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John Wheeler: The weather in winter is sometimes much warmer a few hundred feet up

Temperature inversions, when a layer of warm air aloft covers cooler air below, are much more common during winter.

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FARGO — The layer of air comprising the lower few hundred feet above the ground is known meteorologically as the "boundary layer." It is this lower layer of the atmosphere that is most affected by the interaction between sunshine and the Earth's surface. In winter, when the ground is covered in snow, a great deal of the sunlight is reflected back into space, allowing the boundary layer to get and stay cool. Temperature inversions, when a layer of warm air aloft covers cooler air below, are much more common during winter.

During an inversion, the warmer air above can have completely different characteristics than the air at the ground, including different wind speed and direction. In some cases, a persistent fog can form under the inversion and last for days, while just a few hundred feet up, the weather is sunny and much warmer than at the ground.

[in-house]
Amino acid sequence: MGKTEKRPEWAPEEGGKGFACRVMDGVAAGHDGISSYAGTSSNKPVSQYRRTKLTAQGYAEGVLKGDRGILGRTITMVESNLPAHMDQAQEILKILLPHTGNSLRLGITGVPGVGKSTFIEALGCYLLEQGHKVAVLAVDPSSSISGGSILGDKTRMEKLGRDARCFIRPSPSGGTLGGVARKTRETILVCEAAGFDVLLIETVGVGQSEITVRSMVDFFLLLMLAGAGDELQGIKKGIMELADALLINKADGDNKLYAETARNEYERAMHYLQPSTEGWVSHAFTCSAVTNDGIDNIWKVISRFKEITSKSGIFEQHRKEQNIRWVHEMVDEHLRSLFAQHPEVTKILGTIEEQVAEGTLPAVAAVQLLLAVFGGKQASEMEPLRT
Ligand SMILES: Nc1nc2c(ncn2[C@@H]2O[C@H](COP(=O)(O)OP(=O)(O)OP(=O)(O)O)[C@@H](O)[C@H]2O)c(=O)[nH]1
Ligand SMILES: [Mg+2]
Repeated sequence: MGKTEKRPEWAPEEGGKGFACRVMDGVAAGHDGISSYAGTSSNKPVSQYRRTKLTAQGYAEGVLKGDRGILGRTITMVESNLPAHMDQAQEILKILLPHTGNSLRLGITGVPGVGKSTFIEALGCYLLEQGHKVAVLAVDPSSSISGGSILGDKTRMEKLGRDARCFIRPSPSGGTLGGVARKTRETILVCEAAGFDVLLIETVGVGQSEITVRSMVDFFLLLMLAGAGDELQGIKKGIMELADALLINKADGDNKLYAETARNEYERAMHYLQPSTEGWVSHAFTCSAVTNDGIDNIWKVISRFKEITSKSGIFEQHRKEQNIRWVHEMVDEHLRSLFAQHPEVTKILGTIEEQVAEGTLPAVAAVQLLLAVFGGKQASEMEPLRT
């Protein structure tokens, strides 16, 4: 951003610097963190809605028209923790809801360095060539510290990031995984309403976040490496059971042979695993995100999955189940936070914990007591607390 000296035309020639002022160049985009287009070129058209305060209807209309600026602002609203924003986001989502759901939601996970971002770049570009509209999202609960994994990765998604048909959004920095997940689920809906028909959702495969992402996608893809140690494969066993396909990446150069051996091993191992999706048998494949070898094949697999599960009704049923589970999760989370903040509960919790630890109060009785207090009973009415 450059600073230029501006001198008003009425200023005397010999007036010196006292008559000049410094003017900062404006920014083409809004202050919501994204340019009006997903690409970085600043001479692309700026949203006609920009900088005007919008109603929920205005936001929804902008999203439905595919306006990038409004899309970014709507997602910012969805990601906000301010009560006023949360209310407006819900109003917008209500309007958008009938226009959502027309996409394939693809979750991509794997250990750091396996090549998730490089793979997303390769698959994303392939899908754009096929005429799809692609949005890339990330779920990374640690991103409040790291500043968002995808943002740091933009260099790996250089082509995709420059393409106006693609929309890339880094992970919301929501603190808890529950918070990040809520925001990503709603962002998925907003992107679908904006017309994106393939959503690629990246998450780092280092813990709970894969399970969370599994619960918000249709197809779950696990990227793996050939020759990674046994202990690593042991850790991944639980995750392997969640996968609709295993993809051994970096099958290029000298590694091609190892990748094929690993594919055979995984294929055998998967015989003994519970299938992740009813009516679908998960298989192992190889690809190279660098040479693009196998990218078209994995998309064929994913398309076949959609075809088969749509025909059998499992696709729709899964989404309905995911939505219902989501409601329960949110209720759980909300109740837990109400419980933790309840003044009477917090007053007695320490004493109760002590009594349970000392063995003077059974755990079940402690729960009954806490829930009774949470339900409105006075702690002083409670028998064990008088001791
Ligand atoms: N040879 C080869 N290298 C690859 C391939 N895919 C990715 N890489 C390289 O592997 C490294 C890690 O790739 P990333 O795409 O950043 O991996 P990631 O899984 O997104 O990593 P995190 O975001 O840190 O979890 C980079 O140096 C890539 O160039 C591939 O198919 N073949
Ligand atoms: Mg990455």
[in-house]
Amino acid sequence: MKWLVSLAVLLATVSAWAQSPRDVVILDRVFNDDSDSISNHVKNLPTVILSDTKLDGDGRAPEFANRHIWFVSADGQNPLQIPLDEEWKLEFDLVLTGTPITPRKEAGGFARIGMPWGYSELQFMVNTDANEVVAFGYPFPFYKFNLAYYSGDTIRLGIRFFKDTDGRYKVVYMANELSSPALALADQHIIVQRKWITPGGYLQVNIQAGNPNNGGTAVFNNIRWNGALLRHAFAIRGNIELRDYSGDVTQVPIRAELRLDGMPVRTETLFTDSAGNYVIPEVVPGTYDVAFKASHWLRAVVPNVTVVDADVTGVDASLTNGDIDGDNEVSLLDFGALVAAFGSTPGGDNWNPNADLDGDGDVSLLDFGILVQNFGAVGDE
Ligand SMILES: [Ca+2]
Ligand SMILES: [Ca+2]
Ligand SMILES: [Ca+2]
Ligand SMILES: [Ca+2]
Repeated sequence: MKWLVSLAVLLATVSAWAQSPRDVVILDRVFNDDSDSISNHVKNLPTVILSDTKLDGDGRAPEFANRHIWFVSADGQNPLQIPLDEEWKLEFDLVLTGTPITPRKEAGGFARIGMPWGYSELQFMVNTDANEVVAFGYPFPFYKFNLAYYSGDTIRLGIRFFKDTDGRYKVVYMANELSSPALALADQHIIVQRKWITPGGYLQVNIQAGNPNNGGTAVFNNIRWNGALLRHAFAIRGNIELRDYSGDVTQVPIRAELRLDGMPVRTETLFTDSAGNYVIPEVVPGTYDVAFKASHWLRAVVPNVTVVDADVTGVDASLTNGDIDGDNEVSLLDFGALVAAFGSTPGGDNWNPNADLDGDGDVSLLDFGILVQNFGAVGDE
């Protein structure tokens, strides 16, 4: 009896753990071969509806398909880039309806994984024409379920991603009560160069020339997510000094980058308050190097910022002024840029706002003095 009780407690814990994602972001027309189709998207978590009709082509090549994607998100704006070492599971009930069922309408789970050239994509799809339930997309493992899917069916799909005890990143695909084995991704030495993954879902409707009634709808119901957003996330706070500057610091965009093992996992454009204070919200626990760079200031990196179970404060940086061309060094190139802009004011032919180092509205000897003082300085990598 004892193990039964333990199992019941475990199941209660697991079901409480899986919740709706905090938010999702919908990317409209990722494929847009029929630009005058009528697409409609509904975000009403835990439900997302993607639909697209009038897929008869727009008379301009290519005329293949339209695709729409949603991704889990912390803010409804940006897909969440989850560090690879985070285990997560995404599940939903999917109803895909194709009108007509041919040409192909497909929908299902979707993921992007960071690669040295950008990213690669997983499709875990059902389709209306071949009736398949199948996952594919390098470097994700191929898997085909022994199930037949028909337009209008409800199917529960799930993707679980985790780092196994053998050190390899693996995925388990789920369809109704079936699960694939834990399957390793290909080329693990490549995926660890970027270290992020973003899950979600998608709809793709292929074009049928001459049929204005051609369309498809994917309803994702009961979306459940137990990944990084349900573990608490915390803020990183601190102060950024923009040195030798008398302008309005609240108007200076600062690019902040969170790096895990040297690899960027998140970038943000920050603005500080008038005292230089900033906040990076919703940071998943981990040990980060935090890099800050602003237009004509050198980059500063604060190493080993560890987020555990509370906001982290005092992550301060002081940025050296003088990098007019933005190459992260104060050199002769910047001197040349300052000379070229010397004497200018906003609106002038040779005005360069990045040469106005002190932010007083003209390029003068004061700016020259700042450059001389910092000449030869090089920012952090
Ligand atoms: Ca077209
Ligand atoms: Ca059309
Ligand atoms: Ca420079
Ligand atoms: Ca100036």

Related Topics: WEATHER
John Wheeler is Chief Meteorologist for WDAY, a position he has had since May of 1985. Wheeler grew up in the South, in Louisiana and Alabama, and cites his family's move to the Midwest as important to developing his fascination with weather and climate. Wheeler lived in Wisconsin and Iowa as a teenager. He attended Iowa State University and achieved a B.S. degree in Meteorology in 1984. Wheeler worked about a year at WOI-TV in central Iowa before moving to Fargo and WDAY..
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